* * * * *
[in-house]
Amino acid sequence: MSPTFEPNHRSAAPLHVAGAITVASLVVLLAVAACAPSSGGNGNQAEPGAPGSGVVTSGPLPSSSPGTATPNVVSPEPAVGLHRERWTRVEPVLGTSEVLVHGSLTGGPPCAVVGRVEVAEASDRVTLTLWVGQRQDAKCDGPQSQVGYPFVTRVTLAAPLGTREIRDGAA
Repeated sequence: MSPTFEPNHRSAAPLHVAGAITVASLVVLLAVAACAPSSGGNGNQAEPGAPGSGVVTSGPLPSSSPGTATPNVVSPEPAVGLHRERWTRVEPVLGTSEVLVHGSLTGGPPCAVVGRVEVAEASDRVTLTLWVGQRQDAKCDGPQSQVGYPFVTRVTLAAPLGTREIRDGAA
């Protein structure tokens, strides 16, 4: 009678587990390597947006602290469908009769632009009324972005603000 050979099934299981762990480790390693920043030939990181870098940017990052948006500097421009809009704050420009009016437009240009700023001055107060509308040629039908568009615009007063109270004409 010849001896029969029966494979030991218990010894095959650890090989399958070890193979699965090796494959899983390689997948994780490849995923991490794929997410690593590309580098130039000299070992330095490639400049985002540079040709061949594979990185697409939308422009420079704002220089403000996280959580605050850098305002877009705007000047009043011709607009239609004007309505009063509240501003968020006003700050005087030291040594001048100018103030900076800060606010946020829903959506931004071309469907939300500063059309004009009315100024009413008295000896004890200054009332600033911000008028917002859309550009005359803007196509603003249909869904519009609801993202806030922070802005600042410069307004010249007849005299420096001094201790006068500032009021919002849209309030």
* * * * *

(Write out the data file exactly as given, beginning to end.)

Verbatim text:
[in-house]
Amino acid sequence: MSPTFEPNHRSAAPLHVAGAITVASLVVLLAVAACAPSSGGNGNQAEPGAPGSGVVTSGPLPSSSPGTATPNVVSPEPAVGLHRERWTRVEPVLGTSEVLVHGSLTGGPPCAVVGRVEVAEASDRVTLTLWVGQRQDAKCDGPQSQVGYPFVTRVTLAAPLGTREIRDGAA
Repeated sequence: MSPTFEPNHRSAAPLHVAGAITVASLVVLLAVAACAPSSGGNGNQAEPGAPGSGVVTSGPLPSSSPGTATPNVVSPEPAVGLHRERWTRVEPVLGTSEVLVHGSLTGGPPCAVVGRVEVAEASDRVTLTLWVGQRQDAKCDGPQSQVGYPFVTRVTLAAPLGTREIRDGAA
């Protein structure tokens, strides 16, 4: 009678587990390597947006602290469908009769632009009324972005603000 050979099934299981762990480790390693920043030939990181870098940017990052948006500097421009809009704050420009009016437009240009700023001055107060509308040629039908568009615009007063109270004409 010849001896029969029966494979030991218990010894095959650890090989399958070890193979699965090796494959899983390689997948994780490849995923991490794929997410690593590309580098130039000299070992330095490639400049985002540079040709061949594979990185697409939308422009420079704002220089403000996280959580605050850098305002877009705007000047009043011709607009239609004007309505009063509240501003968020006003700050005087030291040594001048100018103030900076800060606010946020829903959506931004071309469907939300500063059309004009009315100024009413008295000896004890200054009332600033911000008028917002859309550009005359803007196509603003249909869904519009609801993202806030922070802005600042410069307004010249007849005299420096001094201790006068500032009021919002849209309030």